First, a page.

There are a lot of social media networks, but LinkedIn stands out among the rest as a place where professionals can share their insights, grow their sphere of influence and virtually rub elbows with other industry thought leaders, clients and prospects.
Having a presence on LinkedIn to represent your professional advisory role may be a good idea, but it’s important not to treat it the same way you would a personal account. There are boundaries to keep in mind when sharing LinkedIn content and engaging with others.
To help represent you, your services and your firm in the best light, avoid these five LinkedIn mistakes.
Mistake #1 — Focus on Yourself
It’s important to thoroughly complete your LinkedIn profile, including your experience, education, credentials and a professional headshot. But that’s about the extent to which you should focus on yourself. Of course, it’s okay to humbly share about the occasional accomplishment, but those types of posts shouldn’t be the dominant focus.
When posting content, the focus needs to be on helping the reader and offering value. Rather than saying, “Read my latest blog about market volatility. Let me know what you think,” address your readers’ pain points. An alternate lead-in might be something like, “Are you worried about how market volatility will affect your retirement plans? Here’s what you need to know.”
Another consideration is the type of language you use. The financial industry is filled with complex jargon and a plethora of mind-numbing acronyms that the average person may not be familiar with. Using industry speak may make you sound smart, but it won’t matter if you talk over people’s heads.
Another way that some LinkedIn users focus on themselves is to “fish” for attention or engagement. Your readers can sense when you’re just trying to get people to like or comment for the sake of improved analytics rather than offering something that’s truly of value. And just as someone walking into your office probably doesn’t want to hear one long sales pitch after another, the same goes for LinkedIn.
Mistake #2 — Focus on Quantity Rather Than Quality
Filling people’s news feeds with multiple posts each day isn’t just annoying, it can also be a quick way to diminish your reputation and number of followers. Too-frequent posts can feel like spam and may also give the impression that you spend too much time on social media rather than developing financial strategies for your clients.
When it comes to the number of followers, more isn’t always better. When seeking connections on LinkedIn, make sure you really do have a connection. Inviting strangers to become a connection without any context could breed mistrust. Personalize your connection requests with a message outlining who you are and why you want to connect.
Mistake #3 — Get Too Personal
LinkedIn is a place where people go to engage in professional conversations. Just as you likely wouldn’t bring up strong personal, political or religious beliefs while meeting with someone in your office, these topics are typically inappropriate on LinkedIn.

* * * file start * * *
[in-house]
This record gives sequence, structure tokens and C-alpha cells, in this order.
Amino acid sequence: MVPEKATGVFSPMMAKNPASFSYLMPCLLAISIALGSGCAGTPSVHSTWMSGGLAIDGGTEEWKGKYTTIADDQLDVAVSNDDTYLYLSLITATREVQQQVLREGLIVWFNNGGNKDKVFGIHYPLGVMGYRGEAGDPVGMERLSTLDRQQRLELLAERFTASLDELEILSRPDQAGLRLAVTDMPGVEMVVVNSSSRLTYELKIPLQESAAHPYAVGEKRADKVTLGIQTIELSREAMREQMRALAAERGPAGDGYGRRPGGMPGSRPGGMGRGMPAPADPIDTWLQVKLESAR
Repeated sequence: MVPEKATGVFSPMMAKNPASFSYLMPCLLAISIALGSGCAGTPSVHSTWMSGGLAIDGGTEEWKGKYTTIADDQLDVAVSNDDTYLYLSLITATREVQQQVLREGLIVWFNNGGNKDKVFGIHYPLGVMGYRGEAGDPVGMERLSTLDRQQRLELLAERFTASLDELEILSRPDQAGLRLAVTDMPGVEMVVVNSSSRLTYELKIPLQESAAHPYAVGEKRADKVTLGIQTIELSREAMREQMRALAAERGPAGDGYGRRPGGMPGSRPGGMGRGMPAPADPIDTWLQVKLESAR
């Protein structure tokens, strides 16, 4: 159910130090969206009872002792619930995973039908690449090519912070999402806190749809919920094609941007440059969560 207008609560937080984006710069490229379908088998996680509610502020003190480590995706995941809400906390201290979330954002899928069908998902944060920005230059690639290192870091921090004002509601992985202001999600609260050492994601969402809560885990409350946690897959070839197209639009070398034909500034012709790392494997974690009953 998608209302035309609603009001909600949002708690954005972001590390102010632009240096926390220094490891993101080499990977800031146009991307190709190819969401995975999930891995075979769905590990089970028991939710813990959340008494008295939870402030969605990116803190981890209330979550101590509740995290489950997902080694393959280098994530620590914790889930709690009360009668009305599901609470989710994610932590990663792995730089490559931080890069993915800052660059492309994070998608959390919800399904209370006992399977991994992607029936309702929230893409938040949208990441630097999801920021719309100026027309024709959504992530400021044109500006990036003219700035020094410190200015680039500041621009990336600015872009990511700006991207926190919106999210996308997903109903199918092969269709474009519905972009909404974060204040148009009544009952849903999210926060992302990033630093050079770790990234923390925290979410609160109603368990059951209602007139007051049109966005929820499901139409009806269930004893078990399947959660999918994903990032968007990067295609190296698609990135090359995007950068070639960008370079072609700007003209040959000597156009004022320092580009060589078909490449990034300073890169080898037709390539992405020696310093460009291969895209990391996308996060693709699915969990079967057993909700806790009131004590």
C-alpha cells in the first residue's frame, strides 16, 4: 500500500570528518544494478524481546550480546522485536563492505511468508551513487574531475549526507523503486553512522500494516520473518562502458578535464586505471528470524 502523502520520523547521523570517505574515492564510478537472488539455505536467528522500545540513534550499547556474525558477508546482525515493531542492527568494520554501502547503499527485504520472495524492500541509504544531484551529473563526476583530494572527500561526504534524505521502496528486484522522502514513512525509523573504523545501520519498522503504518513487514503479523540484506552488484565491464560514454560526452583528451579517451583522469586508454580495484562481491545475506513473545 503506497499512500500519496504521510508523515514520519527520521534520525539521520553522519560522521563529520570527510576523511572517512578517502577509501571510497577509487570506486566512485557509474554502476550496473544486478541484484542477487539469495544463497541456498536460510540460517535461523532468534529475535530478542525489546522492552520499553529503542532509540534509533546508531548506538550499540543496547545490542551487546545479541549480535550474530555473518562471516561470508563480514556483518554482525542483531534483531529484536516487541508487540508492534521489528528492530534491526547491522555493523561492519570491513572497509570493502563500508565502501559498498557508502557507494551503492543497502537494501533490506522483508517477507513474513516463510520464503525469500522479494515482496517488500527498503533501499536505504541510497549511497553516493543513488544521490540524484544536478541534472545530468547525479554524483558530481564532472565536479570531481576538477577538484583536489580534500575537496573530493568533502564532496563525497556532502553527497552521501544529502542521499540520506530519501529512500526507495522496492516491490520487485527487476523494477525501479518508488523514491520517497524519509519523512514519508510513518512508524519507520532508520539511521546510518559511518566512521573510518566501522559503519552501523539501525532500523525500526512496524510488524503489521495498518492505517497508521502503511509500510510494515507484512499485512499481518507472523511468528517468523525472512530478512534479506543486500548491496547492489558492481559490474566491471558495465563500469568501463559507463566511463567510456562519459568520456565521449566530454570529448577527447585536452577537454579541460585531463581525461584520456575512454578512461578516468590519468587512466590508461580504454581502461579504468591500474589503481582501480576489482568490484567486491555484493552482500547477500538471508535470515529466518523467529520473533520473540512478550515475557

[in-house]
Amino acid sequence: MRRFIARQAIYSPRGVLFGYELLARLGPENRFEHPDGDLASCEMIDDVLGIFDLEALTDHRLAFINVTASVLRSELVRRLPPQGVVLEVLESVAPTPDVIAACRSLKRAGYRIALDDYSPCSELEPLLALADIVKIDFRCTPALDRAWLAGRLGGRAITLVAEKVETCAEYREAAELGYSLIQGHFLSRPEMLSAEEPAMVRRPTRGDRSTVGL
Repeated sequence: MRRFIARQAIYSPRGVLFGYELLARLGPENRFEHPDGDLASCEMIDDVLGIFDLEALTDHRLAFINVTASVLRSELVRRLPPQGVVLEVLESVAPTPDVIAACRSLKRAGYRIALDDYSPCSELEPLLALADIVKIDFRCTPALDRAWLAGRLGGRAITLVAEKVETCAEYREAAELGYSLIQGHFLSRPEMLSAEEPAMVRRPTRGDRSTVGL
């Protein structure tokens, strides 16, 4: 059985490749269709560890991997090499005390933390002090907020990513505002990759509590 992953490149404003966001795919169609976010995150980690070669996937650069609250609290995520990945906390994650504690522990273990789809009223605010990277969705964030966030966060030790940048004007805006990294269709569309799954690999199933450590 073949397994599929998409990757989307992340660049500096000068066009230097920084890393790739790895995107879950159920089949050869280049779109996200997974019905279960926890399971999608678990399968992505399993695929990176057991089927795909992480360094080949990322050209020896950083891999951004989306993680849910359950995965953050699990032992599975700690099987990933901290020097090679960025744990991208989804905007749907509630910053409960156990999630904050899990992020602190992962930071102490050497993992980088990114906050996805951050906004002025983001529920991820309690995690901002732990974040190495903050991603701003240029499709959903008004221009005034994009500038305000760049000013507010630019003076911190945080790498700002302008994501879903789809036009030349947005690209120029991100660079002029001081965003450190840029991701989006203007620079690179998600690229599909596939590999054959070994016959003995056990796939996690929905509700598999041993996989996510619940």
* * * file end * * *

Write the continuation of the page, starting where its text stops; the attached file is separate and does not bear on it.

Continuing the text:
Likewise, musings about your night on the town, vacation photos from the beach and videos of your pet’s antics will do little to build rapport or demonstrate your professionalism. Those are best left to other social platforms. One exception might include your involvement in community events, such as a fundraiser or community celebration. Showing that you care about causes and the place you call home can help build rapport and trust.
Mistake #4 — Don’t Engage With Others
Would you go to a dinner party and not talk to any guests? Having a LinkedIn presence without actively engaging others is a similar scenario. Sitting in the corner while you simply observe will do little to build relationships or add energy to the conversation. Focus on a few high-quality posts each week, and spend most of your time engaging with what others have to say.
When someone shares an interesting article, let them know what you took away from it. See an accomplishment that warrants a congratulatory response? Give it. Is there a community event that could use a little more recognition? Share about it. Add to the collective good by asking thought-provoking questions and then acknowledge when someone answers. Social engagement needs to be a two-way conversation.
Mistake #5 — Inconsistency
There are tasks you routinely complete each and every day. You check your email, review your calendar, set aside time for phone calls, and touch base with clients. Maintaining your LinkedIn presence requires similar discipline. Frantically flooding your news feed and then going dark for weeks at a time will do little to build your audience or engage those who already are connected with you.
Schedule 10-15 minutes on your calendar each day to review engagement and respond to comments, even if you don’t have anything new to say. While reading articles or insights from others, keep your LinkedIn presence in mind and save a few items that you think might offer value to your audience. Demonstrating consistency and professionalism on your LinkedIn profile can be a reflection of the professionalism clients and prospects can expect when working with you.
Check with your firm and governing authorities to see whether they have a social media policy with clear rules and compliance requirements. Using LinkedIn can be a valuable way to connect with clients in between meetings as long as you remain in compliance and avoid other common mistakes.
For additional client engagement tips, view our Acceleration Resources. You’ll find helpful information on setting a social strategy, cultivating referrals and maximizing client relationships.